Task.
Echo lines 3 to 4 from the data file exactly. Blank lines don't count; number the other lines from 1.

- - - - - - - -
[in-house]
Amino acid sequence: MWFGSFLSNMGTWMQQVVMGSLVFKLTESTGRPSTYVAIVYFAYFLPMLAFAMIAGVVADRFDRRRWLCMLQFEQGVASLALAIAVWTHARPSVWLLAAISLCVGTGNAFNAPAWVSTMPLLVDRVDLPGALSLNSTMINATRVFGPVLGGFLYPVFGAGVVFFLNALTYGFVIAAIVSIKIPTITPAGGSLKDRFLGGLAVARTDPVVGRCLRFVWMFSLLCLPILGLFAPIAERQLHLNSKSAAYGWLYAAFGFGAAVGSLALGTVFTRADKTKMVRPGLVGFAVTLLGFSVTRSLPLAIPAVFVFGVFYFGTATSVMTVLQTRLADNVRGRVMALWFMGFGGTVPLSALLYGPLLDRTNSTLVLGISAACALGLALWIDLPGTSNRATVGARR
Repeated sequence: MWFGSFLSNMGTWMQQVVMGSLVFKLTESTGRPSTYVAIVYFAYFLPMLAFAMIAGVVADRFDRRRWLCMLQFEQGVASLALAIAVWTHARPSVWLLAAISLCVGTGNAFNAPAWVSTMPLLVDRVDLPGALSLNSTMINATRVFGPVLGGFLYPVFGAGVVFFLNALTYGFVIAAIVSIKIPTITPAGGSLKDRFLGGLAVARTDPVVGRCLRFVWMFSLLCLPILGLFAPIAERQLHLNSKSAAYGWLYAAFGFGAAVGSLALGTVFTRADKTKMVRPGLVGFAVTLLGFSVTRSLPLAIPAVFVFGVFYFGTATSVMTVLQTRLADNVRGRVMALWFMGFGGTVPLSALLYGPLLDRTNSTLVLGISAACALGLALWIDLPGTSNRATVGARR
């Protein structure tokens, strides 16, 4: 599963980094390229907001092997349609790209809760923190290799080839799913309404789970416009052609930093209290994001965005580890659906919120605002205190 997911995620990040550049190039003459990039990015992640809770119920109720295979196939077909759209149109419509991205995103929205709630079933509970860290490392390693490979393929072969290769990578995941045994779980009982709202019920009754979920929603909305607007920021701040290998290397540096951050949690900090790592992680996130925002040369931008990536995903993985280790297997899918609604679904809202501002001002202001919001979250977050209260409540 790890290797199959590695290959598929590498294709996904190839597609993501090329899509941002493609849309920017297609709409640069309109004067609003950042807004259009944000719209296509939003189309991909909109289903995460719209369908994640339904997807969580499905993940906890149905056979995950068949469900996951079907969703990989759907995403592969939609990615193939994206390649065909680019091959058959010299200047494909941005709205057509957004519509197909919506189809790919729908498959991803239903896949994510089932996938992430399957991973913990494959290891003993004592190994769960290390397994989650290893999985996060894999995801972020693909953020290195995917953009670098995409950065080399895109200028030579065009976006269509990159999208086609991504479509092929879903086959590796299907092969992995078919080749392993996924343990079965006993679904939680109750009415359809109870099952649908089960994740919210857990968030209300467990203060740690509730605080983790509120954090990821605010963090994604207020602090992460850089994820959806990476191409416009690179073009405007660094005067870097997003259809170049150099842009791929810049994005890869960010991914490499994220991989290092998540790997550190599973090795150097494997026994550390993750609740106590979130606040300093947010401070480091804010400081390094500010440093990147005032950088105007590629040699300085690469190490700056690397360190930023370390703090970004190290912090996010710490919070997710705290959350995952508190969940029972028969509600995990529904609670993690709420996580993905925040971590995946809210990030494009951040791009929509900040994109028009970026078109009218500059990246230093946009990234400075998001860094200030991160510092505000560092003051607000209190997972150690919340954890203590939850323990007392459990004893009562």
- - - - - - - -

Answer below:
Repeated sequence: MWFGSFLSNMGTWMQQVVMGSLVFKLTESTGRPSTYVAIVYFAYFLPMLAFAMIAGVVADRFDRRRWLCMLQFEQGVASLALAIAVWTHARPSVWLLAAISLCVGTGNAFNAPAWVSTMPLLVDRVDLPGALSLNSTMINATRVFGPVLGGFLYPVFGAGVVFFLNALTYGFVIAAIVSIKIPTITPAGGSLKDRFLGGLAVARTDPVVGRCLRFVWMFSLLCLPILGLFAPIAERQLHLNSKSAAYGWLYAAFGFGAAVGSLALGTVFTRADKTKMVRPGLVGFAVTLLGFSVTRSLPLAIPAVFVFGVFYFGTATSVMTVLQTRLADNVRGRVMALWFMGFGGTVPLSALLYGPLLDRTNSTLVLGISAACALGLALWIDLPGTSNRATVGARR
């Protein structure tokens, strides 16, 4: 599963980094390229907001092997349609790209809760923190290799080839799913309404789970416009052609930093209290994001965005580890659906919120605002205190 997911995620990040550049190039003459990039990015992640809770119920109720295979196939077909759209149109419509991205995103929205709630079933509970860290490392390693490979393929072969290769990578995941045994779980009982709202019920009754979920929603909305607007920021701040290998290397540096951050949690900090790592992680996130925002040369931008990536995903993985280790297997899918609604679904809202501002001002202001919001979250977050209260409540 790890290797199959590695290959598929590498294709996904190839597609993501090329899509941002493609849309920017297609709409640069309109004067609003950042807004259009944000719209296509939003189309991909909109289903995460719209369908994640339904997807969580499905993940906890149905056979995950068949469900996951079907969703990989759907995403592969939609990615193939994206390649065909680019091959058959010299200047494909941005709205057509957004519509197909919506189809790919729908498959991803239903896949994510089932996938992430399957991973913990494959290891003993004592190994769960290390397994989650290893999985996060894999995801972020693909953020290195995917953009670098995409950065080399895109200028030579065009976006269509990159999208086609991504479509092929879903086959590796299907092969992995078919080749392993996924343990079965006993679904939680109750009415359809109870099952649908089960994740919210857990968030209300467990203060740690509730605080983790509120954090990821605010963090994604207020602090992460850089994820959806990476191409416009690179073009405007660094005067870097997003259809170049150099842009791929810049994005890869960010991914490499994220991989290092998540790997550190599973090795150097494997026994550390993750609740106590979130606040300093947010401070480091804010400081390094500010440093990147005032950088105007590629040699300085690469190490700056690397360190930023370390703090970004190290912090996010710490919070997710705290959350995952508190969940029972028969509600995990529904609670993690709420996580993905925040971590995946809210990030494009951040791009929509900040994109028009970026078109009218500059990246230093946009990234400075998001860094200030991160510092505000560092003051607000209190997972150690919340954890203590939850323990007392459990004893009562």